An enigmatic star appears simultaneously both young and old, baffling astronomers for decades. Now we know why - it discovered the star equivalent of the fountain of youth by devouring a nearby companion, creating second generation exoplanets in the process.
This truly bizarre star is designated BP Psc, and it's located in the constellation Pisces. Everything about it seems contradictory. On the one hand, it possesses a massive orbiting disk of dust and gas that looks unmistakably like the first stage in the birth of new planets. It also has massive jets of gas shooting out of both its poles, which is a byproduct of the planet formation process as debris from the disk falls onto the star. Those are both exclusive features of young stars.
But on the other hand, there are some pretty clear indicators that BP Psc is really an old star. It's far away from any other star, while young stars are almost always found in densely packed star clusters. It also has almost no lithium on its surface, which doesn't make sense for a young star. Lithium is a key feature of new stars, and it's only used up after millions, even billions of years worth of nuclear reactions. The star's radius and surface gravity also are poor matches for a young star but are a perfect fit for an old star.
To settle the matter, astronomers Joel Kastner and Ben Zuckerman used the Chandra X-ray Observatory to measure how many x-rays the star was emitting. A young star would emit anywhere from a few hundred to a few thousand x-rays in a single day, but BP Psc emitted just 18 - few enough that "we could almost name them", Kastner observes. That's pretty much definitive proof that BP Psc is actually very old for a red giant star, perhaps as much as a billion years old.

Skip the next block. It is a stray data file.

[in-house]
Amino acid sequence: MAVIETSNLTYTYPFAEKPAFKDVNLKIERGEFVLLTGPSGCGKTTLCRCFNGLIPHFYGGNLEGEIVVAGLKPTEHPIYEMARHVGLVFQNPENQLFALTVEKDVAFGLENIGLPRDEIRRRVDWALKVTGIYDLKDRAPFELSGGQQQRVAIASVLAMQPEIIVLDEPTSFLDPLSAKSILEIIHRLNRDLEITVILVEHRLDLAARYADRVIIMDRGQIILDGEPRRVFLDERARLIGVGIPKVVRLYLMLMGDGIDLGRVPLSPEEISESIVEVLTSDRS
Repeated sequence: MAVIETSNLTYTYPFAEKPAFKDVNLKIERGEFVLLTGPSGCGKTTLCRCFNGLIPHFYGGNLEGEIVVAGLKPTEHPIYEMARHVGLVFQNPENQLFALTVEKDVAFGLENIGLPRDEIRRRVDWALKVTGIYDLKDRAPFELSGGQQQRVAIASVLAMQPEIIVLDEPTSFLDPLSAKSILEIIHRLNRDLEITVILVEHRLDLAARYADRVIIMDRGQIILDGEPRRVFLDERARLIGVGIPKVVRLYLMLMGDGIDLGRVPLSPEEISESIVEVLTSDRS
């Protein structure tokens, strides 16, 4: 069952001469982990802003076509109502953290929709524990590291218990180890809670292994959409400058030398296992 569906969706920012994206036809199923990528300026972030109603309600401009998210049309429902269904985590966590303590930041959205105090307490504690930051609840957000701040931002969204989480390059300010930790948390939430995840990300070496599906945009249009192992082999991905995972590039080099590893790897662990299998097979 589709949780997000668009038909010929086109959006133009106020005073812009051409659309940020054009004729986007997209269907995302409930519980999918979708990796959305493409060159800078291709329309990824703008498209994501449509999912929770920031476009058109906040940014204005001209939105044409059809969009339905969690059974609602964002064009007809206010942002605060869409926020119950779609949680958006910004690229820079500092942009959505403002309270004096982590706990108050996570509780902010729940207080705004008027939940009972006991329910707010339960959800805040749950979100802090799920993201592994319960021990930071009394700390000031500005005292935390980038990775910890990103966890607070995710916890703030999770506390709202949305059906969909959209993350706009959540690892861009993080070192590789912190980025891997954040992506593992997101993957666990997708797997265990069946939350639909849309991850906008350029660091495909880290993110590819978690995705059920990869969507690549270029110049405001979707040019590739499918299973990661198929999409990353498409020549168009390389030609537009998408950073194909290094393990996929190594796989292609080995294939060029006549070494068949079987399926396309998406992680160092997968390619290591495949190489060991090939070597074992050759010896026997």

The researchers believe the star is part of a special class of stars that both rotates very quickly and is a weak x-ray source. This combination is created when one star devours a nearby companion, as Kastner explains:
"These giant stars' companions have fallen inside and spun them up. But we've never actually caught one in the act. I think BP Psc is an example of such an interaction. Our working speculation is that we are observing the star right at the point at which it has swallowed its companion and hence formed a disk. Some of the material that used to be its companion has fallen onto the star and some has been shot out at high speeds, and that's what we're seeing."
The companion could either be a small star or a large planet. It would be particularly interesting if it is a planet, because that means the raw materials from the now destroyed exoplanet are being reused to create the next generation of planets. This would be the first time we've observed multiple generations of planet formation around a single star. Even if the companion was another star, that doesn't rule out a first round of planet formation when the star was young, and either way BP Psc is now creating planets at a time long, long after other stars have entered their dotage.
Now that we know what BP Psc is, the next round of research will focus on working out whether planets are really forming in the orbiting disk, as well as looking for any clues that might reveal what sort of companion the star swallowed to become young again.